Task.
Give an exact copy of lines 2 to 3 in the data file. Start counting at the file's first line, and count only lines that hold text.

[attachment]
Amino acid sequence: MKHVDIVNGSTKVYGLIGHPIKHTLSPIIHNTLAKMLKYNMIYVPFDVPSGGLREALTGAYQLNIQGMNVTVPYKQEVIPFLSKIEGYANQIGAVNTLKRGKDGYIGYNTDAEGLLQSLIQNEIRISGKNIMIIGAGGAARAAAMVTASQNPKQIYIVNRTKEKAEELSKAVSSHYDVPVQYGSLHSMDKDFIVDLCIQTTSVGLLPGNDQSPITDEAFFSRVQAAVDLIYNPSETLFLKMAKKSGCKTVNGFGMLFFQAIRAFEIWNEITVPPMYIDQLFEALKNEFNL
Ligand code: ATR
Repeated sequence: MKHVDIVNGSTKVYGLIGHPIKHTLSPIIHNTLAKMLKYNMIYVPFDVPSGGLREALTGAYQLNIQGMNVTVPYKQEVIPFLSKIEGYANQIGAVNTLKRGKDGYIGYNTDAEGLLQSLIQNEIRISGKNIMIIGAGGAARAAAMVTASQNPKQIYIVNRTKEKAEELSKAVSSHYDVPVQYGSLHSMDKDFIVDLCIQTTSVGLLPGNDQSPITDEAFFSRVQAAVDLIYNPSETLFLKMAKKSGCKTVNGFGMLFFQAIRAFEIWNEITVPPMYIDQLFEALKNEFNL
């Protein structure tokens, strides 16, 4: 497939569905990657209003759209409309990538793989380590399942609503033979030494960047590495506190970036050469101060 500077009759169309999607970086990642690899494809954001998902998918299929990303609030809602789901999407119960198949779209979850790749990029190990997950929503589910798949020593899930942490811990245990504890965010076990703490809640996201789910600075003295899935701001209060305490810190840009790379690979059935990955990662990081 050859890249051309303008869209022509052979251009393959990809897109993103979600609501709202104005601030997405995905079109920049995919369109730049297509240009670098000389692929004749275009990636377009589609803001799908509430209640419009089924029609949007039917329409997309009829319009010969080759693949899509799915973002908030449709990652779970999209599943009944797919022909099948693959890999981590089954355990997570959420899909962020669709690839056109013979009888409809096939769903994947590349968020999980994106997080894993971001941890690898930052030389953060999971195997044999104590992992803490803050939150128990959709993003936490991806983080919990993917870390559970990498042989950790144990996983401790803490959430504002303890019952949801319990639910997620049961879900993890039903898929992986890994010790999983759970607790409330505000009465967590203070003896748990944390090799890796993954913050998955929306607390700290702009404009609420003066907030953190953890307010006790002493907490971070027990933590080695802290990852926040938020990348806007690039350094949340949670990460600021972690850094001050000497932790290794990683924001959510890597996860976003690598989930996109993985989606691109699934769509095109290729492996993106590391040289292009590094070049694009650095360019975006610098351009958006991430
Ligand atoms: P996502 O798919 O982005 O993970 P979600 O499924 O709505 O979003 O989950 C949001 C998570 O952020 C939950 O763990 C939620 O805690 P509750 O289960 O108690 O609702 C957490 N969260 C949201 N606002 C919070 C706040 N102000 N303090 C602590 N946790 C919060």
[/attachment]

Ligand code: ATR
Repeated sequence: MKHVDIVNGSTKVYGLIGHPIKHTLSPIIHNTLAKMLKYNMIYVPFDVPSGGLREALTGAYQLNIQGMNVTVPYKQEVIPFLSKIEGYANQIGAVNTLKRGKDGYIGYNTDAEGLLQSLIQNEIRISGKNIMIIGAGGAARAAAMVTASQNPKQIYIVNRTKEKAEELSKAVSSHYDVPVQYGSLHSMDKDFIVDLCIQTTSVGLLPGNDQSPITDEAFFSRVQAAVDLIYNPSETLFLKMAKKSGCKTVNGFGMLFFQAIRAFEIWNEITVPPMYIDQLFEALKNEFNL